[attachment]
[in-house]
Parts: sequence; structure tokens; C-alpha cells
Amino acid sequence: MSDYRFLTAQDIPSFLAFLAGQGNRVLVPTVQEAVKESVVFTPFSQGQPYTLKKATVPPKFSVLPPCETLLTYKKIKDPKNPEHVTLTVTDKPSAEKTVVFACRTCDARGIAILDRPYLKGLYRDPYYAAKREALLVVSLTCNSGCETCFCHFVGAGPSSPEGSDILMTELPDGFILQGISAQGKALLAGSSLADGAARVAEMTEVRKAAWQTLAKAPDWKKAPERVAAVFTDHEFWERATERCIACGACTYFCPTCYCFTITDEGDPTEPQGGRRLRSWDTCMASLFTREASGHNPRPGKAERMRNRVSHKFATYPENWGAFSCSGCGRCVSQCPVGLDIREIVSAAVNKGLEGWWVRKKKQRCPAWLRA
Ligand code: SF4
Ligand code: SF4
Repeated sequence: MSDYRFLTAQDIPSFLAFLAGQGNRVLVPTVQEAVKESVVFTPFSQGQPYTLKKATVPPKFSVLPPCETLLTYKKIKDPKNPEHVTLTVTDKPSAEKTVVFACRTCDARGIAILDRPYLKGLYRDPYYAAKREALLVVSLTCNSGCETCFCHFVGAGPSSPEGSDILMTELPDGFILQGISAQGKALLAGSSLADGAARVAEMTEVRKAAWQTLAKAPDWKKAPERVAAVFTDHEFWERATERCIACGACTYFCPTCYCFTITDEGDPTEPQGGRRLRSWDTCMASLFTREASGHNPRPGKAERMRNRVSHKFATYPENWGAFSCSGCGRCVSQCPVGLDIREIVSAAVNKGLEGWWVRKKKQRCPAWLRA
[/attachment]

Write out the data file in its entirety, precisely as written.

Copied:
[in-house]
Parts: sequence; structure tokens; C-alpha cells
Amino acid sequence: MSDYRFLTAQDIPSFLAFLAGQGNRVLVPTVQEAVKESVVFTPFSQGQPYTLKKATVPPKFSVLPPCETLLTYKKIKDPKNPEHVTLTVTDKPSAEKTVVFACRTCDARGIAILDRPYLKGLYRDPYYAAKREALLVVSLTCNSGCETCFCHFVGAGPSSPEGSDILMTELPDGFILQGISAQGKALLAGSSLADGAARVAEMTEVRKAAWQTLAKAPDWKKAPERVAAVFTDHEFWERATERCIACGACTYFCPTCYCFTITDEGDPTEPQGGRRLRSWDTCMASLFTREASGHNPRPGKAERMRNRVSHKFATYPENWGAFSCSGCGRCVSQCPVGLDIREIVSAAVNKGLEGWWVRKKKQRCPAWLRA
Ligand code: SF4
Ligand code: SF4
Repeated sequence: MSDYRFLTAQDIPSFLAFLAGQGNRVLVPTVQEAVKESVVFTPFSQGQPYTLKKATVPPKFSVLPPCETLLTYKKIKDPKNPEHVTLTVTDKPSAEKTVVFACRTCDARGIAILDRPYLKGLYRDPYYAAKREALLVVSLTCNSGCETCFCHFVGAGPSSPEGSDILMTELPDGFILQGISAQGKALLAGSSLADGAARVAEMTEVRKAAWQTLAKAPDWKKAPERVAAVFTDHEFWERATERCIACGACTYFCPTCYCFTITDEGDPTEPQGGRRLRSWDTCMASLFTREASGHNPRPGKAERMRNRVSHKFATYPENWGAFSCSGCGRCVSQCPVGLDIREIVSAAVNKGLEGWWVRKKKQRCPAWLRA